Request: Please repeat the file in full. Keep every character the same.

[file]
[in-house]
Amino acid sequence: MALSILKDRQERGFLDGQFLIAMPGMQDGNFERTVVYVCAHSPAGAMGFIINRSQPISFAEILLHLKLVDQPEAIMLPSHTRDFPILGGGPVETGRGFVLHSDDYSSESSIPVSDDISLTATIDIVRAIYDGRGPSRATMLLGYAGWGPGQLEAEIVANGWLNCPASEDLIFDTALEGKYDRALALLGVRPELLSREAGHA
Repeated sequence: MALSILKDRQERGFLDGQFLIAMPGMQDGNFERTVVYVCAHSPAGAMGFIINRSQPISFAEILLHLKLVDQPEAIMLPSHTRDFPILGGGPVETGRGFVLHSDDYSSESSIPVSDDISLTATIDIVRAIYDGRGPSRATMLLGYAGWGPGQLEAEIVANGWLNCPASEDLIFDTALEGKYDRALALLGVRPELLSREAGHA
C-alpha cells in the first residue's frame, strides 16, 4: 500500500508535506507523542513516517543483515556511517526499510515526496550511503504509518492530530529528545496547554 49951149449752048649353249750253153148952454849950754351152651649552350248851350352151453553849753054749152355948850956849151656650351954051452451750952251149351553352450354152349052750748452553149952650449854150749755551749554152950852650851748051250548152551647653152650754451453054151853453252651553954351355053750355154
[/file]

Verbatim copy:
[in-house]
Amino acid sequence: MALSILKDRQERGFLDGQFLIAMPGMQDGNFERTVVYVCAHSPAGAMGFIINRSQPISFAEILLHLKLVDQPEAIMLPSHTRDFPILGGGPVETGRGFVLHSDDYSSESSIPVSDDISLTATIDIVRAIYDGRGPSRATMLLGYAGWGPGQLEAEIVANGWLNCPASEDLIFDTALEGKYDRALALLGVRPELLSREAGHA
Repeated sequence: MALSILKDRQERGFLDGQFLIAMPGMQDGNFERTVVYVCAHSPAGAMGFIINRSQPISFAEILLHLKLVDQPEAIMLPSHTRDFPILGGGPVETGRGFVLHSDDYSSESSIPVSDDISLTATIDIVRAIYDGRGPSRATMLLGYAGWGPGQLEAEIVANGWLNCPASEDLIFDTALEGKYDRALALLGVRPELLSREAGHA
C-alpha cells in the first residue's frame, strides 16, 4: 500500500508535506507523542513516517543483515556511517526499510515526496550511503504509518492530530529528545496547554 49951149449752048649353249750253153148952454849950754351152651649552350248851350352151453553849753054749152355948850956849151656650351954051452451750952251149351553352450354152349052750748452553149952650449854150749755551749554152950852650851748051250548152551647653152650754451453054151853453252651553954351355053750355154